David Denby

Fellini’s Roma

Fellini’s Roma | Review by David Denby

In Fellini’s Roma, the director has totally liberated his obsessions from the discipline of telling a story or developing a character or even maintaining a comprehensible point of view.

The Sorrow and the Pity (1969)

The Sorrow and the Pity (1969) – Review by David Denby

One of the greatest films ever made, “The Sorrow and The Pity” is a contribution to history, to social psychology, to anthropology, and to art. If there’s any justice in the world, Marcel Ophüls’ monumental labor will be studied and debated for years.

Anjelica Huston and Martin Landau in Crimes and Misdemeanors

Crimes and Misdemeanors | Review by David Denby

Woody Allen, to our relief, has decided to embrace the movies—a story, dramatic tension, complications—rather than “art,” with the result that he’s more of a moviemaker and perhaps more of an artist than before.

Kagemusha

Kagemusha | Review by David Denby

Spectacular yet severe, violent yet gravely formal, Kagemusha is marked by an overall nobility of style that extends to every gesture, stance, or movement.

Pulp Fiction | Review by David Denby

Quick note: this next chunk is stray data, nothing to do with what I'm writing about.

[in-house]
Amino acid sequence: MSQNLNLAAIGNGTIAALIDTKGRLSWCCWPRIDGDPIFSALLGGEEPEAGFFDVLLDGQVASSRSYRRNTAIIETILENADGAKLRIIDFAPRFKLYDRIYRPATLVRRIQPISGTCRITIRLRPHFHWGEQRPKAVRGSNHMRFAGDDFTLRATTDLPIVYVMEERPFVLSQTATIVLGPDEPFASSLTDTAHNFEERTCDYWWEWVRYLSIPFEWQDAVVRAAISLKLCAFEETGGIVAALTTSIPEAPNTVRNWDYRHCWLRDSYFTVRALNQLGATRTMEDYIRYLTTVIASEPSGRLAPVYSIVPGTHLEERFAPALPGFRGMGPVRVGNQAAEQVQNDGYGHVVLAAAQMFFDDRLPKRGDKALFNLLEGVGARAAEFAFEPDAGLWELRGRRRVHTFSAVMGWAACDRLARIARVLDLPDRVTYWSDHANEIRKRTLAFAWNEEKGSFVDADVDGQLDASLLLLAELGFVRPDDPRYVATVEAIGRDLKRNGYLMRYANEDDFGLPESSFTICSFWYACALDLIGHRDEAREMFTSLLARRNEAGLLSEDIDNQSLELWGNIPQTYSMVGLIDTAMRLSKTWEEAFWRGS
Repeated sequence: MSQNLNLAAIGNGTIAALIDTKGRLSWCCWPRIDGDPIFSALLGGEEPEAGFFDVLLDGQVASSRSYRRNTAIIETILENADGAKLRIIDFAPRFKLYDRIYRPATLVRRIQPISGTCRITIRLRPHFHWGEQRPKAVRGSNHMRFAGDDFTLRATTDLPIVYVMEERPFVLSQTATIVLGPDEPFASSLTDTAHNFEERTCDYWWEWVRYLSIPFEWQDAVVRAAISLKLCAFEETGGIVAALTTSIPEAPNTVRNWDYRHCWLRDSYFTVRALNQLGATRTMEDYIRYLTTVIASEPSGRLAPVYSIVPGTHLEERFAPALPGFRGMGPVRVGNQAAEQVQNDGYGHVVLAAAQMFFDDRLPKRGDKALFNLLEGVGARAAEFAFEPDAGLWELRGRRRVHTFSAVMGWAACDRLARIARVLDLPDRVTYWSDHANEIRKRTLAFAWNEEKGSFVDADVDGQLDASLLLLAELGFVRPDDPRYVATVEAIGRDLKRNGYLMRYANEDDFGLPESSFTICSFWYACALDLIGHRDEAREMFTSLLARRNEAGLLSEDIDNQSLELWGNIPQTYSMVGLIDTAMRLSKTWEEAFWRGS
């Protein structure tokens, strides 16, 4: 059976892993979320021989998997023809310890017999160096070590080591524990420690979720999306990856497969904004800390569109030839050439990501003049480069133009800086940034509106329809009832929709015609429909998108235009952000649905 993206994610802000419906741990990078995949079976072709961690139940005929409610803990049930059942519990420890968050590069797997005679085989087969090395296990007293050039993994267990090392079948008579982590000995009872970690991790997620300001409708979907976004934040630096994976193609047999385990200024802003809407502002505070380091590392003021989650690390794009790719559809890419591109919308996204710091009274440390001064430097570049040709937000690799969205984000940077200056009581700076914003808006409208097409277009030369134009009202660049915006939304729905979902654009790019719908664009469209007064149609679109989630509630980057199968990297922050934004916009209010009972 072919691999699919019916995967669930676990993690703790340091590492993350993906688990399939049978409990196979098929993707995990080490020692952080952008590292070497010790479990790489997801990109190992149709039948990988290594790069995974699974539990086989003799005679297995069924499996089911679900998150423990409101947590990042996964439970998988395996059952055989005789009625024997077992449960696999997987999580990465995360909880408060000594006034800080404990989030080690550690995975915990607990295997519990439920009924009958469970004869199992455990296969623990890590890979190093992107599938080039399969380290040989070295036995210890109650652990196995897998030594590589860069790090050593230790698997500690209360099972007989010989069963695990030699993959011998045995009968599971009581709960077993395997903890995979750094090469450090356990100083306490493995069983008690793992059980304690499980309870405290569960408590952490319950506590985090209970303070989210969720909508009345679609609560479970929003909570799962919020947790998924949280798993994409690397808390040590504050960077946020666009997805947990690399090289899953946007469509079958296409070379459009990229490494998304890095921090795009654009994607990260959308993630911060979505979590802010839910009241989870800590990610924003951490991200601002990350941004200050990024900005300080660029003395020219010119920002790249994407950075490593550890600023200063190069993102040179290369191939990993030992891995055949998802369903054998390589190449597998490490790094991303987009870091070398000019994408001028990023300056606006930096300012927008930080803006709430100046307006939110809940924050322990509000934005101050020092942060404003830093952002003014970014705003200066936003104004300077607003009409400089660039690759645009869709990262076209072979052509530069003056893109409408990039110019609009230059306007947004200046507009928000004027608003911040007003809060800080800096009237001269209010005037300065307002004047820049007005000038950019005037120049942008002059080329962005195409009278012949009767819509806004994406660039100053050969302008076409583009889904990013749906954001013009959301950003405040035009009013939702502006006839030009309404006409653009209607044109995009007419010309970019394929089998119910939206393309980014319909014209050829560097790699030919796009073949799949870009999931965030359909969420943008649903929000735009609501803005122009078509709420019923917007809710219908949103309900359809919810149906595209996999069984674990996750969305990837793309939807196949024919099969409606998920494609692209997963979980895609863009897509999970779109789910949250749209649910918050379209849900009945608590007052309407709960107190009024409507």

Tarantino serves up low-life characters and situations from old novels and movies, and he revels in every manner of pulp flagrancy—murder and betrayal, drugs, sex, and episodes of sardonically distanced sadomasochism.

Night and the City

Night and the City | Review by David Denby

Night and the City is based on a Jules Dassin B-movie from 1950 (same title), but its true spiritual antecedent, I suspect, is Sweet Smell of Success, the wonderfully ambivalent melodrama about the pleasures and corruptions of New York night-life in the late fifties, starring Tony Curtis and Burt Lancaster.

Little Big Man (1970)

LITTLE BIG MAN: AMERICANA

In Little Big Man, Arthur Penn uses the mode of comic elegy in order to sustain a reverent feeling for the American past without falling into sentimentality

Straw Dogs (1971)

Straw Dogs (1971) – Review by David Denby

Although Peckinpah’s general attitudes turn out to be reactionary to the point of madness, he has never functioned better as a filmmaker: Straw Dogs is a hateful but very exciting movie.